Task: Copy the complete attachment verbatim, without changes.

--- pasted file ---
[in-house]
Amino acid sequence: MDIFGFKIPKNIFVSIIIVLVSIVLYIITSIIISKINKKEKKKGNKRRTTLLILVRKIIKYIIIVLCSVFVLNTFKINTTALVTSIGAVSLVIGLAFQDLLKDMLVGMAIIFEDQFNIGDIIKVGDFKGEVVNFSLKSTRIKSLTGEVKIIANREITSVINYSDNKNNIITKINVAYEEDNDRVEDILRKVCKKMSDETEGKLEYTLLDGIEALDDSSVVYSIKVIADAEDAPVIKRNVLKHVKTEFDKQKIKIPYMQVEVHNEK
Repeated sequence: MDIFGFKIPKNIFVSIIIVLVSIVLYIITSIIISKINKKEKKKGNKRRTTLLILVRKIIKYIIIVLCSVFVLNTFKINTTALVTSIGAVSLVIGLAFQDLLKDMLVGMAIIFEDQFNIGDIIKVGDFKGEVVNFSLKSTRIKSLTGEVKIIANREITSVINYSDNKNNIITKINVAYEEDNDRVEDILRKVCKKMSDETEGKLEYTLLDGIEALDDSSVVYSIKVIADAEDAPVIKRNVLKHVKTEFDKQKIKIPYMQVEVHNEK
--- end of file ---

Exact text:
[in-house]
Amino acid sequence: MDIFGFKIPKNIFVSIIIVLVSIVLYIITSIIISKINKKEKKKGNKRRTTLLILVRKIIKYIIIVLCSVFVLNTFKINTTALVTSIGAVSLVIGLAFQDLLKDMLVGMAIIFEDQFNIGDIIKVGDFKGEVVNFSLKSTRIKSLTGEVKIIANREITSVINYSDNKNNIITKINVAYEEDNDRVEDILRKVCKKMSDETEGKLEYTLLDGIEALDDSSVVYSIKVIADAEDAPVIKRNVLKHVKTEFDKQKIKIPYMQVEVHNEK
Repeated sequence: MDIFGFKIPKNIFVSIIIVLVSIVLYIITSIIISKINKKEKKKGNKRRTTLLILVRKIIKYIIIVLCSVFVLNTFKINTTALVTSIGAVSLVIGLAFQDLLKDMLVGMAIIFEDQFNIGDIIKVGDFKGEVVNFSLKSTRIKSLTGEVKIIANREITSVINYSDNKNNIITKINVAYEEDNDRVEDILRKVCKKMSDETEGKLEYTLLDGIEALDDSSVVYSIKVIADAEDAPVIKRNVLKHVKTEFDKQKIKIPYMQVEVHNEK